I’d been interested in reading Opposite of Always ever since I saw it on a list of 2019 debuts, and I was pretty excited when I saw that the audiobook was available through my library. After reading it, you could say I’m angry angry, because this book was some nonsense.
Look, I understand that you need to suspend some disbelief in a lot of novels. I also understand that you need to suspend a lot of disbelief when it comes to time travel novels. But this book? There is not enough disbelief in the entire world for me to suspend and have this book make any sense.
But I’ll get there.
First I want to talk about everything else.
I guess I’m going to start with what seems to be a trend in YA literature these days — romantic relationships between high school and college students. I know that it happens all the time, both in real life and in fiction, but for me, there’s no way around it. It’s creepy. Even if it’s just a one-year difference in age, there is a huge difference in maturity between someone who lives with their parents and someone who is in college, living in a dorm, away from home.
The second thing I want to talk about is the pacing. This book is 464 pages. That is insanely long for a YA contemporary. It’s also about twice as long as it needs to be since so much of the book is repetitive. And I was bored the entire way through. It’s just one irrelevant thing after another happening, and even when relevant things happen, they don’t make sense.
And now we get to my third point — the blatant medical inaccuracies in this book.So, you really expect me to believe that a doctor has the cure for sickle cell anemia just hidden away in his office and the FDA hasn’t come looking for it? You really expect me to believe that a doctor would violate HIPAA just because he feels bad for some random kid who has an emotional investment in a college student’s case? You really expect me to believe that this doctor happily takes calls from this random kid to discuss the specifics of his super secret super expensive sickle cell treatment? That’s not how medicine works, and the way that Kate describes the financial piece of her treatments? That’s not how insurance works. As the former billing manager of a medical office and someone who now literally works for a major insurance company, I think I’d know. I just read the author’s bio and saw that he’s actually a registered nurse and I am even more upset, because he should know better.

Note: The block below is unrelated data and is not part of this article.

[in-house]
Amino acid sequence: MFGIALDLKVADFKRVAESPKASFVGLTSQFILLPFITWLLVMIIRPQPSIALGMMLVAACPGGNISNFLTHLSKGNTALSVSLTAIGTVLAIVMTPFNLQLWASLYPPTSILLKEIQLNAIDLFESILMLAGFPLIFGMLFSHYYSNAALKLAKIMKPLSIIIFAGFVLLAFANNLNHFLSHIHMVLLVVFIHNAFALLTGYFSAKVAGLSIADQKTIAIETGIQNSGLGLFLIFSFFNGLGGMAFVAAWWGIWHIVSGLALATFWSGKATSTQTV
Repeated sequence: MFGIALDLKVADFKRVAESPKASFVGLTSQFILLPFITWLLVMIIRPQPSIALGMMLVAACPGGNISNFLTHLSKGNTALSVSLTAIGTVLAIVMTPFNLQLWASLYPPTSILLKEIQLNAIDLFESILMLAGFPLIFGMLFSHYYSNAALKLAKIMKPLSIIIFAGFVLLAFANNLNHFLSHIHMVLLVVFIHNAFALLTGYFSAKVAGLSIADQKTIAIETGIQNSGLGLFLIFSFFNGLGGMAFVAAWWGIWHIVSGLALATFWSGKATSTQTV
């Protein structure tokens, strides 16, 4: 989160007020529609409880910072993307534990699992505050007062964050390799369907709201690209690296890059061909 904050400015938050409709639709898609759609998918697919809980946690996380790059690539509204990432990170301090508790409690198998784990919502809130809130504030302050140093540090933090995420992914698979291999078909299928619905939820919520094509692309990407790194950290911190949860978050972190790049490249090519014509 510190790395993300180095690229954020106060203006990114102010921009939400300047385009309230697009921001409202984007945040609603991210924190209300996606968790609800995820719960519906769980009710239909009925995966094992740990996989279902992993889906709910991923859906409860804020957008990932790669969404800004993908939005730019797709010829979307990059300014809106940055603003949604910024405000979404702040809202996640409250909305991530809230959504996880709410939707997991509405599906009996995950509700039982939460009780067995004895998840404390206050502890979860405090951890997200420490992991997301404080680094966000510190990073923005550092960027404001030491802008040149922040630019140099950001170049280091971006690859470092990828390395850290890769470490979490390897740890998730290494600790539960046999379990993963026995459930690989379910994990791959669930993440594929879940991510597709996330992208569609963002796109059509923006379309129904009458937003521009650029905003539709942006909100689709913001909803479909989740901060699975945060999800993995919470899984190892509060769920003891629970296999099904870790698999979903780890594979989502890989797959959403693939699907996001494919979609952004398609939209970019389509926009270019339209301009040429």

So back to what I said at the beginning about suspending disbelief.
I’m not sure what’s going on with the random time travel in YA books recently, but I, for one, am sick of it. What was the point of it in this book? Jack repeats the same three months over and over again so that he, the high school student, can try to save Kate’s life. Because, yes, the high school student is clearly going to save Kate when a bunch of trained physicians could not.
I feel like, if you want to write a book like this, with the love interest being very sick and on the verge of dying, you have to be very careful to not come across as a rip-off of hundreds of similar books that have come before you. Personally, when I see the words “because Kate dies” in a synopsis, I’m already rolling my eyes. This particular plot has been done so many times that it’s going to be hard to make it unique. Similarly, the “living the same day over and over until you get it right” thing has been done to death. There was nothing particularly new or interesting about the time loops in this book, so it really just came across like the author knew that books about sick kids, books about time travel, and YA contemporary romance are selling well, so he decided to combine them all together to make a surefire hit.
Also…When Kate’s dad lectures Jack that he needs to break up with Kate because she’s dying, I did two things. First, I rolled my eyes, because how many times has a YA dad told his daughter’s boyfriend to break up with her because he just didn’t like their relationship? But, second, it kind of came across like, “Yeah, Kate’s dying. Let’s take away this one piece of happiness she has while she’s still on this planet.” Like, honestly. Where is the logic here?
All in all, I felt that this book played out very stereotypically. Everything that happened was predictable, even the twists. The fantastical time-travel aspect kind of comes out of nowhere and isn’t particularly well-done. The book is overly long and I just couldn’t bring myself to care about the characters or what happened to them. There was a ton of odd dialogue and weird choices, like Jack’s best friend’s father being referred to as “the coupon.” (What??)
I was excited about this one, but now I’m just disappointed.
Have you read Opposite of Always? Do you know of any books that did these tropes well?
Let’s talk in the comments!